The Global Conference on Agriculture, Food Security and Climate Change in The Hague, The Netherlands - 31stOctober - 5th November
IFOAM with other Civil Society Organizations helped to thwart a push for food security and climate change strategies based on top-down second green revolution based ‘solutions’. The two IFOAM side events and important keynote speakers such as Kanayo Nwanze (IFAD President) ensured that the final version was more balanced and included Organic Agriculture in its wide-ranging list of recommendations.
Read the IFOAM_report
The conference set-up favored developed countries and agribusiness corporations and illustrates the critical importance of CSO vigilance and participation that is particularly important given that the forthcoming UNFCCC climate negotiations are considering agriculture in expanded market mechanisms including the CDM. The UN also intends to set-up an agriculture working group to explore which type of agricultural practices and systems might be supported under such mechanisms.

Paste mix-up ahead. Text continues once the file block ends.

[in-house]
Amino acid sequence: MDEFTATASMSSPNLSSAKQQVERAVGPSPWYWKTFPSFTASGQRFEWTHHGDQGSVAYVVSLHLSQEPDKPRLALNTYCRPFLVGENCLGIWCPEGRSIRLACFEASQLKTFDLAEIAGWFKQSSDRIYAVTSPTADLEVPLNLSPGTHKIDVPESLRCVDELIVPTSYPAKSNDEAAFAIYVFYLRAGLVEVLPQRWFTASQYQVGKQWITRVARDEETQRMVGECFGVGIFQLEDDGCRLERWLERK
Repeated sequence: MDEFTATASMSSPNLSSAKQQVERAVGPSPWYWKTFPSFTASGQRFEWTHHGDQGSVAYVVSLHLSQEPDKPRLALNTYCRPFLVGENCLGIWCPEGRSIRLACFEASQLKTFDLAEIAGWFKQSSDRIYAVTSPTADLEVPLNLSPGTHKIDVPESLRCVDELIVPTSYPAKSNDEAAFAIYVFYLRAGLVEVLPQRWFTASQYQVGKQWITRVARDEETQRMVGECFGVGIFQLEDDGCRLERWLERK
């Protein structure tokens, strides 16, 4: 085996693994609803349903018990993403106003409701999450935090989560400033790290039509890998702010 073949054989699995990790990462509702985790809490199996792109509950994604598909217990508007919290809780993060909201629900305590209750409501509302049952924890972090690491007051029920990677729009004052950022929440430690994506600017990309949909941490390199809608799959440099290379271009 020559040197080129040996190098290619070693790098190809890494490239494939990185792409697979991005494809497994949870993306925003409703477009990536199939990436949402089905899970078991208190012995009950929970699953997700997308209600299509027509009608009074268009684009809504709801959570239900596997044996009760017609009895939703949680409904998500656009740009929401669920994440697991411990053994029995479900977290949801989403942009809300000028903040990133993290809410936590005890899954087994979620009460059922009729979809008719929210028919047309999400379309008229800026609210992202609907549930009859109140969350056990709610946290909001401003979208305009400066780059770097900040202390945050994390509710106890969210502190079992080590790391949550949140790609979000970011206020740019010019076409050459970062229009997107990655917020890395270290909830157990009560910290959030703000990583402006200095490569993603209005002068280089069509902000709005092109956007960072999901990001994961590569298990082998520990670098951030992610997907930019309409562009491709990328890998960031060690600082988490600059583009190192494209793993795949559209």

OFFICIAL CONFERENCE STATEMENTS AND OUTCOMES
Chairs_summary (official outcome)
IFOAM SIDE EVENTS
Jane_Nalunga from Nogamu
Cristina_Grandi from IFOAM
Richard_Ewbank from Christian Aid
Harrie_Oppenoorth from HIVOS
Adrian_Mueller from FiBL
CIVIL SOCIETY ORGANIZATIONS (CSO) STATEMENTS
Organized by the Governments of the Netherlands, Ethiopia, New Zealand and Norway as well as FAO and the World Bank the event is significant given the forthcoming annual decision-making meeting (CoP16) of the UN for Climate Change (UNFCCC) in Cancun, Mexico in December. This conference was preceded by a pre-conference in Ethiopia.
IFOAM Food Security Advocacy expert Cristina Grandi will lead the IFOAM delegation and collaborate with the Round Table on Organic Agriculture and Climate Change (RTOACC) and NOGAMU (National Organic Agriculture Movement of Uganda).
KEY MESSAGE / OBJECTIVES
IFOAM raised awareness of its campaign messages, high sequestration, low emission, food secure farming which highlights the superior performance of organic agriculture in preventing global warming and adapting to it. However, our most important message was ‘not just carbon’ given our major concerns that international policies in their focus on carbon will incentivize business-as-usual industrial agriculture resulting in biodiversity loss, increased GHG emissions and even greater food insecurity in the developing world.